* Interviewee performance can vary between interviews so reliability is not guaranteed.

* Does not tell employer how employee would perform job.

* Structure can vary between interviews reducing the consistency of the interview as a selection tool and the question used may be leading.

* Interviewers may lack the listening, oral and non-verbal behaviour skills required to effectively conduct an interview.

* Interviewees are often compared against each other and not the original job specification.

* Interviewer bias such as the 'halo effect', first impressions and stereotyping may prevent the interviewer from making an objective measure of performance.

* Subjectivity of approach means that candidates can be rated differently by different interviews. (Inter-rater coefficient)

The main strengths of the interview method as a measure of performance for selection purposes are:

* An insight can be gained into the candidates personality and how they react with others.

* The candidate can view the work place and gain an indication of the work culture and environment.

* Human attributes such as appearance can be measured.

The interview method can be improved in a number of ways that will help to improve its reliability and validity. (Graham and Bennett, 1998)

1. The process could be improved through the use of:

* A structured and standardised approach.

* A foundation of full job analysis and job description.

* Applicants to interviewed by more than one interviewer. (e.g. successive interviews, panel interviews)

2. Interview decisions could be improved through the use of:

* Carefully framed and situational questions.

* Improved listening.

* Time control over sections of the interview and delay of decisions to the end.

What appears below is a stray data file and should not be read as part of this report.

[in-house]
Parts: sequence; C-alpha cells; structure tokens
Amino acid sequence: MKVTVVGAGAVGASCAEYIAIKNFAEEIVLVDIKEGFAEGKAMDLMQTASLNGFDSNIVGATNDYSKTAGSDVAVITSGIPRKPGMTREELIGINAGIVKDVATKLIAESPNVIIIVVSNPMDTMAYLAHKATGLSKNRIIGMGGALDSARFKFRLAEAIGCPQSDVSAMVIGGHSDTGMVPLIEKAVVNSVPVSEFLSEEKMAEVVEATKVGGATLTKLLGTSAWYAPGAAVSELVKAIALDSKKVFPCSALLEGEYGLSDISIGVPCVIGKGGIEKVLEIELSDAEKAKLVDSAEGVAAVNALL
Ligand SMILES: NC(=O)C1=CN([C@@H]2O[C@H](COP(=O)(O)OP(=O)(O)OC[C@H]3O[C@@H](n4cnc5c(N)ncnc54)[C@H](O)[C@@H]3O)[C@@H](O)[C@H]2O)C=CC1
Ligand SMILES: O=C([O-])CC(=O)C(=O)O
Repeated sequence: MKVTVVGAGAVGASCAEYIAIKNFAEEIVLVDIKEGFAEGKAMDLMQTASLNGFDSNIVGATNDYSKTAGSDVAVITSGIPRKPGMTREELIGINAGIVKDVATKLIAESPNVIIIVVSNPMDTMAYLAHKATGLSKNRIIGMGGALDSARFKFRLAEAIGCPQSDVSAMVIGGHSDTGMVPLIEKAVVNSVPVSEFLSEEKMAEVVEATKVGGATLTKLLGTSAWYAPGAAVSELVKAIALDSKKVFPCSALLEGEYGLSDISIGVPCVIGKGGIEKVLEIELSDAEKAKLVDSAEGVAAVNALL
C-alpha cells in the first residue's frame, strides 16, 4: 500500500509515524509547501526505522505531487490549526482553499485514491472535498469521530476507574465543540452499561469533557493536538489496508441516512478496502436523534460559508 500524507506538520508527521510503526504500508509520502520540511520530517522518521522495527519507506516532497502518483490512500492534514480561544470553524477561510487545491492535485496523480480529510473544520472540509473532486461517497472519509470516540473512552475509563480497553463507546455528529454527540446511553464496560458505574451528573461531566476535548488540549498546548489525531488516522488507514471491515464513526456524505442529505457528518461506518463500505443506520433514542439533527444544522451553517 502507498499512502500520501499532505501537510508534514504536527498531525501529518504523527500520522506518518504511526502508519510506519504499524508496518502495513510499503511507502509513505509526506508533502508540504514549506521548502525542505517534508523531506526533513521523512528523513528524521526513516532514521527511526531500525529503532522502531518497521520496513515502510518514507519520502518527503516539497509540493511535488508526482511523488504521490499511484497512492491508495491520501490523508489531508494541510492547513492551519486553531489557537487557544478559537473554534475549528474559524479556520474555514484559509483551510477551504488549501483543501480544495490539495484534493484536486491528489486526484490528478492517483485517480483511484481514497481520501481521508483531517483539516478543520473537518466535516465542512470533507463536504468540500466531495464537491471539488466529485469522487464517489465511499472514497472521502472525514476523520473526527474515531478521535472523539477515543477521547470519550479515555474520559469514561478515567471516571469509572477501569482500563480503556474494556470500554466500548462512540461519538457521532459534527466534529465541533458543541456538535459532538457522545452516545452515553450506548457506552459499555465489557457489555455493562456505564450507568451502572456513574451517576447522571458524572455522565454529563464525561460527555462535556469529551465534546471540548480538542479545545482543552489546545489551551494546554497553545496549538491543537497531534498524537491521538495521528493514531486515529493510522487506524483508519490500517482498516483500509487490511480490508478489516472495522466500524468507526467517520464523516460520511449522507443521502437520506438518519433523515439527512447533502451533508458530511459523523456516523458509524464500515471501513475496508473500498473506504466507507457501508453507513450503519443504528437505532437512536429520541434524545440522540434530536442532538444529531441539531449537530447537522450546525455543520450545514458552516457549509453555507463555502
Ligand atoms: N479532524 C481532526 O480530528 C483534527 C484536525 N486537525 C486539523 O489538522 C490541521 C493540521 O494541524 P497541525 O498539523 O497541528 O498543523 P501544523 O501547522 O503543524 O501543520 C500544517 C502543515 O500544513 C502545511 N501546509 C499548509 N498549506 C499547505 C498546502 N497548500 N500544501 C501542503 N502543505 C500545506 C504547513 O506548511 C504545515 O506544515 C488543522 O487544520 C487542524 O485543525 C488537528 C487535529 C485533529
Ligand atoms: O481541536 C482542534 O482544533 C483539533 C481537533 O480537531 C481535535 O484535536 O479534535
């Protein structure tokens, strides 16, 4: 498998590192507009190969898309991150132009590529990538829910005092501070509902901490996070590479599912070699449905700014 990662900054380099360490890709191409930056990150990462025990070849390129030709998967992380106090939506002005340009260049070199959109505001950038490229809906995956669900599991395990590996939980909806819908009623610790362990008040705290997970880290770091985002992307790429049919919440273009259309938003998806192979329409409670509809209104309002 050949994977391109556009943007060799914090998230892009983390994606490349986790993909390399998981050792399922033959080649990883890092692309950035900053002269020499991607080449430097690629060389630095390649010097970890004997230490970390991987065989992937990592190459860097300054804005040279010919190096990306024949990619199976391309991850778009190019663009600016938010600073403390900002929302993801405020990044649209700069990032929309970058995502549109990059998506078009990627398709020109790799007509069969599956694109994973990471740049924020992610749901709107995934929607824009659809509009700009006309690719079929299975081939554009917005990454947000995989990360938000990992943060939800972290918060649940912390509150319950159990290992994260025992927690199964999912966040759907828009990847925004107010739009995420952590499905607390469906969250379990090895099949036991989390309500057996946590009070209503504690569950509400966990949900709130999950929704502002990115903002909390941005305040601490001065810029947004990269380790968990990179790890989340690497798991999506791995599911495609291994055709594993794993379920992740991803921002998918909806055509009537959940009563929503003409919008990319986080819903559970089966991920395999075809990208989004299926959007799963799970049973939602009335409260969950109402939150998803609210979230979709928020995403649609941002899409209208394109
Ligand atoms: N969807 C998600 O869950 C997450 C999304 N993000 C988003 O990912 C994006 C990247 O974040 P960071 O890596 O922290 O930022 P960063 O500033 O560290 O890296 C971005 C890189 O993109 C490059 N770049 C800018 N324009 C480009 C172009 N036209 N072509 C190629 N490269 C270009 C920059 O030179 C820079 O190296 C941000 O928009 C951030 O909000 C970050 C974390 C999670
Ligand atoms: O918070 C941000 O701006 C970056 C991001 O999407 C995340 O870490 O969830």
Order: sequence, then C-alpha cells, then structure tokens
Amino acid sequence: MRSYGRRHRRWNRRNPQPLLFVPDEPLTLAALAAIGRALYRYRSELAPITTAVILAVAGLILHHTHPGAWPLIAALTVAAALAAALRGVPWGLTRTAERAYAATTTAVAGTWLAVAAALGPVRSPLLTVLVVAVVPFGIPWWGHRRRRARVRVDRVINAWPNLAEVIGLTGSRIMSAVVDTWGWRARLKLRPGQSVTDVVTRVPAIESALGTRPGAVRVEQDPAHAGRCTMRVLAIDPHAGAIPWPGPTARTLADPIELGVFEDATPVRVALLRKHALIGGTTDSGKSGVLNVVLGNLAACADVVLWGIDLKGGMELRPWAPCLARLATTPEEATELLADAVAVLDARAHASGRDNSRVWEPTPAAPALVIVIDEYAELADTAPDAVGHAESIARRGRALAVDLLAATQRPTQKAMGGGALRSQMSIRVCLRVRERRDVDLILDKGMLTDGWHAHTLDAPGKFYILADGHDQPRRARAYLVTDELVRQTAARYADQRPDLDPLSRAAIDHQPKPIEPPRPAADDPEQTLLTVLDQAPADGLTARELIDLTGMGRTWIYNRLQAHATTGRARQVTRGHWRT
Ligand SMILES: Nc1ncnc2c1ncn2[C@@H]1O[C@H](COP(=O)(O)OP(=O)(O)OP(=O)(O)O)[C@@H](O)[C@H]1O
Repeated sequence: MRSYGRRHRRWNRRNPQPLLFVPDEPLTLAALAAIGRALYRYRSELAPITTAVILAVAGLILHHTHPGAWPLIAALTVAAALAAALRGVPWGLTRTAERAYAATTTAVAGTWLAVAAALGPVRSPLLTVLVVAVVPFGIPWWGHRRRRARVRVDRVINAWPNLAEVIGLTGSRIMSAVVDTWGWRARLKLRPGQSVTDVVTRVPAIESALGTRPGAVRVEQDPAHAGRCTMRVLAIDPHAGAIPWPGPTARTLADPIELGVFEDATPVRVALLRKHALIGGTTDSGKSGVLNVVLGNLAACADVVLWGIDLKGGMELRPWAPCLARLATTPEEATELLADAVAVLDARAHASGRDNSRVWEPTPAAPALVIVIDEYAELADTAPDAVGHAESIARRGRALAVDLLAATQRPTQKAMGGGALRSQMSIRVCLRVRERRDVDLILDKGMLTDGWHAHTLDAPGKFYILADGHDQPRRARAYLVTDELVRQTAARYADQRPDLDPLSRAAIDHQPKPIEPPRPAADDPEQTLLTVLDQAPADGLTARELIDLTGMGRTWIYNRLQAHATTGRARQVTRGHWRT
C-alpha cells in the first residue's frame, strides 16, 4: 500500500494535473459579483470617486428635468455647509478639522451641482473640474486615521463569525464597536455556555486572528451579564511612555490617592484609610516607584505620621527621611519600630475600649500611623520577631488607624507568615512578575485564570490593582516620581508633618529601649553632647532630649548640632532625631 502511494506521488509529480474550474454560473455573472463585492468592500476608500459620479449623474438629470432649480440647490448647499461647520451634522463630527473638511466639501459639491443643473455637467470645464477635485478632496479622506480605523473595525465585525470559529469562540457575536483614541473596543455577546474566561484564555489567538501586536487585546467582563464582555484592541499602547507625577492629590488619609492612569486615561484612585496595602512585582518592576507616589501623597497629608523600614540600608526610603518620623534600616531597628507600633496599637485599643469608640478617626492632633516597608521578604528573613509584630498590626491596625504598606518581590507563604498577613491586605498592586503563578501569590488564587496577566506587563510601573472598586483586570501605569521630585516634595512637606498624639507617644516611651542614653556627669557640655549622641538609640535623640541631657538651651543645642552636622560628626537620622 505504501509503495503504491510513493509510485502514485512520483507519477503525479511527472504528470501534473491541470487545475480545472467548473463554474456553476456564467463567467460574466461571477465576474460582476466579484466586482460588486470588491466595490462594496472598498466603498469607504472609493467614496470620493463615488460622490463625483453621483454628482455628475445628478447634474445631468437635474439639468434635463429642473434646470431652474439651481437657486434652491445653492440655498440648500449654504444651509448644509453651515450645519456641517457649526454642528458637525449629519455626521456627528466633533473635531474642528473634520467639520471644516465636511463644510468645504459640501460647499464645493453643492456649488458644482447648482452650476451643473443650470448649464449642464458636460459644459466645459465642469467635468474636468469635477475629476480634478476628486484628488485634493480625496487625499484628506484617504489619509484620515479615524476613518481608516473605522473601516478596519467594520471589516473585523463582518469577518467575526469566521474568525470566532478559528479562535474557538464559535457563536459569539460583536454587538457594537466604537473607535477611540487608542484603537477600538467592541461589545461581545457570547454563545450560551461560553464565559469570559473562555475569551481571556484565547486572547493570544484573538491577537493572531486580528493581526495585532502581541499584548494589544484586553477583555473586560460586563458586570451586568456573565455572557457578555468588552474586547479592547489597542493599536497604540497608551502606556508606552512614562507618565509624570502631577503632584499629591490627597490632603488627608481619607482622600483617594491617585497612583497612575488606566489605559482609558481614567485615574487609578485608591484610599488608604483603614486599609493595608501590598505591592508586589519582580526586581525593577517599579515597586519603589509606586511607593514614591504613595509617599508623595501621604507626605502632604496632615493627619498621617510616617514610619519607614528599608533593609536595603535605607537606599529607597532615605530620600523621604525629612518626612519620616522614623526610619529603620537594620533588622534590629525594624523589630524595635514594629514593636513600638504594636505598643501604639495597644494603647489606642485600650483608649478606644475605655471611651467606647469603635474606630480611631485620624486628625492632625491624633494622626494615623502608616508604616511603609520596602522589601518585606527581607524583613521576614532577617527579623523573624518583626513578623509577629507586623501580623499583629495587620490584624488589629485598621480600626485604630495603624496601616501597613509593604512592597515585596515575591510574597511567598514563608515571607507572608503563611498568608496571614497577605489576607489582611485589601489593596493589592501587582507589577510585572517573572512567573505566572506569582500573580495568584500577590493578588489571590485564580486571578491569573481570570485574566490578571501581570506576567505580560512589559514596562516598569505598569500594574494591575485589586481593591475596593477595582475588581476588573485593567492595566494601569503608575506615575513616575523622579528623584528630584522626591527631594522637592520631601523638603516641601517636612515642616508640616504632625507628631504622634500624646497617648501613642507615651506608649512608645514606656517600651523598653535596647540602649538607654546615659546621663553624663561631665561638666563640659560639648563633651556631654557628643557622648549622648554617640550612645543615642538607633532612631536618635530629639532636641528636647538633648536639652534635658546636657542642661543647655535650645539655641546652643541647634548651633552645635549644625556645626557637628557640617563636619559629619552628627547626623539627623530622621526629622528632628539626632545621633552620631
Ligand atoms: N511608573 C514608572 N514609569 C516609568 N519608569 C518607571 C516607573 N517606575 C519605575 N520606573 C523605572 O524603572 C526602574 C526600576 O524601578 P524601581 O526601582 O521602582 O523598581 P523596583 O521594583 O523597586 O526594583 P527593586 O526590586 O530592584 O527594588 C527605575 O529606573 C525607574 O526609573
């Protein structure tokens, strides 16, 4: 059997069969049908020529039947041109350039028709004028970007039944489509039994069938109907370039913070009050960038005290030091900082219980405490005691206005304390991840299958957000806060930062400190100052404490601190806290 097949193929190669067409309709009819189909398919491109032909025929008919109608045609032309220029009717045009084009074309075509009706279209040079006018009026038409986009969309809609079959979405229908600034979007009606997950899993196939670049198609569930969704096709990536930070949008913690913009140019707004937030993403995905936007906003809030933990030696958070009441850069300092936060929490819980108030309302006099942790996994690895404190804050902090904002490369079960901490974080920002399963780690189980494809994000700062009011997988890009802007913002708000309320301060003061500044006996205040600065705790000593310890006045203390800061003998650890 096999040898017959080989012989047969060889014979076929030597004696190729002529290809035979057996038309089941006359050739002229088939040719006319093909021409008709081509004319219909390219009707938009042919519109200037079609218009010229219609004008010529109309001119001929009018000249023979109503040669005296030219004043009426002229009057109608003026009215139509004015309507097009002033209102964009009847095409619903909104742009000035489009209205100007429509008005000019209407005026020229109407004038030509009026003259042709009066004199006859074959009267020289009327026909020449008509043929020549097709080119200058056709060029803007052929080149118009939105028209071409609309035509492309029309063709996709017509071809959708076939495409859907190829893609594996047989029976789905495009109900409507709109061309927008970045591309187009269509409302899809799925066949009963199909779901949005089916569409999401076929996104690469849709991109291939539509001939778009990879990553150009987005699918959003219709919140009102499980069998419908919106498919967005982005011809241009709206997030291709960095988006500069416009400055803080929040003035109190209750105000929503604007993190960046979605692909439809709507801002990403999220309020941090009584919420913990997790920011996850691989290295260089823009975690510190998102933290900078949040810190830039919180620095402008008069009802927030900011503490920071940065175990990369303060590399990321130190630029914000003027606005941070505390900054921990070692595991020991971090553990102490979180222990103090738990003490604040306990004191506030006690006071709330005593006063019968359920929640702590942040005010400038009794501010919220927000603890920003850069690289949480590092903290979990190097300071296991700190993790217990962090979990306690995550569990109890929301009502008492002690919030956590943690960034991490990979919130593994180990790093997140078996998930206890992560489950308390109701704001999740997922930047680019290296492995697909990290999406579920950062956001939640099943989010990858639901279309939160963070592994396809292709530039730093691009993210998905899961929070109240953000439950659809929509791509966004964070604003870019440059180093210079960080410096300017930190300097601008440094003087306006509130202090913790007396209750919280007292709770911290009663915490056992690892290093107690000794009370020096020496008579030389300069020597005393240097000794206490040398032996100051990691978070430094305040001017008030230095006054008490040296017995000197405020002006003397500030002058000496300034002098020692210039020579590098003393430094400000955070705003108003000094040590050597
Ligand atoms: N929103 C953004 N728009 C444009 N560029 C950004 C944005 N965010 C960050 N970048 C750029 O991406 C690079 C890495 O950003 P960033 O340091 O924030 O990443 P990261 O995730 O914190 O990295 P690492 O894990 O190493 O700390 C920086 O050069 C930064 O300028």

* Assessment of each candidate immediately after the interview.

* Avoidance of stereotyping/bias.

* Awareness of the influence of non-verbal signs.

When all of the above factors are satisfied the interview can show an increase in predictive validity to 0.4 (see appendix: variations in the predictive validity of selection methods) in the case of situational interviews. This means that as a tool for measuring performance for selection purposes the interview is very difficult to use effectively as there are many factors to consider in order to maintain validity. This means that the interview is of use where the job requires the holder to have certain human attributes such as interests or special aptitudes that may be explored in an interview situation.

In conclusion in order to maintain reliability and validity when measuring performance for the purpose of selection the criteria on which the performance is measured must be accurate to the job and a variety of tools should be used that ensure the predictive, content and construct validity of the selection. The final point of the essay is that no matter what steps are taken to ensure the reliability and validity of the selection it is impossible to perfectly predict how an applicant will actually behave in the job and any selection that is made can only be an estimation.